.
.
.
.

Israeli govt threatens to shut down human rights group

The government will demand that the group identifies the military personnel who gave anonymous testimonies of alleged crimes

Published: Updated:

Israel’s government is filing legal action against a local human rights group after it refused to reveal the identities of Israeli soldiers who alleged wrongdoing among the ranks during the 2014 Gaza War.

The government will demand next week in court that the group, Breaking the Silence, identifies the military personnel who gave anonymous testimonies of alleged crimes committed during the conflict, UK daily The Guardian reported on Wednesday.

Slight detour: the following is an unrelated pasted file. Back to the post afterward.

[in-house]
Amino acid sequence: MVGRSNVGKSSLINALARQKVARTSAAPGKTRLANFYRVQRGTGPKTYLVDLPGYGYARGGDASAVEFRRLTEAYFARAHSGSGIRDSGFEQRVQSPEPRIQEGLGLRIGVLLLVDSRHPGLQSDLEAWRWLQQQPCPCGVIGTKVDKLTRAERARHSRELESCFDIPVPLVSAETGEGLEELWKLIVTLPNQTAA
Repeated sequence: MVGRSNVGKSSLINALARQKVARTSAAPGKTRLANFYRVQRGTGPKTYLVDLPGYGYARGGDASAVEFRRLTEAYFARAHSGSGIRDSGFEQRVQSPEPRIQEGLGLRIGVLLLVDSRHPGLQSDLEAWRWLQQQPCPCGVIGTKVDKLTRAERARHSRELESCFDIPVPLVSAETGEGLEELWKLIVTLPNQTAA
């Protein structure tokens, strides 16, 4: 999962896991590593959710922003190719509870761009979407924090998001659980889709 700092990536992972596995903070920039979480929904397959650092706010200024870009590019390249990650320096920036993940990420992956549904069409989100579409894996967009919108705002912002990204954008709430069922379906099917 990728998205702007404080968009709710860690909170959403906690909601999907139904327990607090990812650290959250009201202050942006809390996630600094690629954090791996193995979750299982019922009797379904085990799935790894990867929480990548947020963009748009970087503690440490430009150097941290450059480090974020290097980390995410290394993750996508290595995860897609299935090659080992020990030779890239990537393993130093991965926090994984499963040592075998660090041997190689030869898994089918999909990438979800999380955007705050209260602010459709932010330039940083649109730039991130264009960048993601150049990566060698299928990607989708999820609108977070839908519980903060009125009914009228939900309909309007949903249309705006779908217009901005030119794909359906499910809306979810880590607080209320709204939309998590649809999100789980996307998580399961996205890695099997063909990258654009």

The conflict, waged between Israeli forces and Hamas fighters, led to the deaths of over 2,000 people, many of them civilians.

The case comes after months of fierce debate on the human rights group by leading politicians and a public accusation of “treason” by the country’s defense minister.

The rights group’s legal team said that the move poses a threat to freedom of speech and human rights activism in Israel.

The group, which was founded 11 years ago, is made of partly of former Israeli army members, and has collected and published testimonies from soldiers that expose alleged human rights abuses.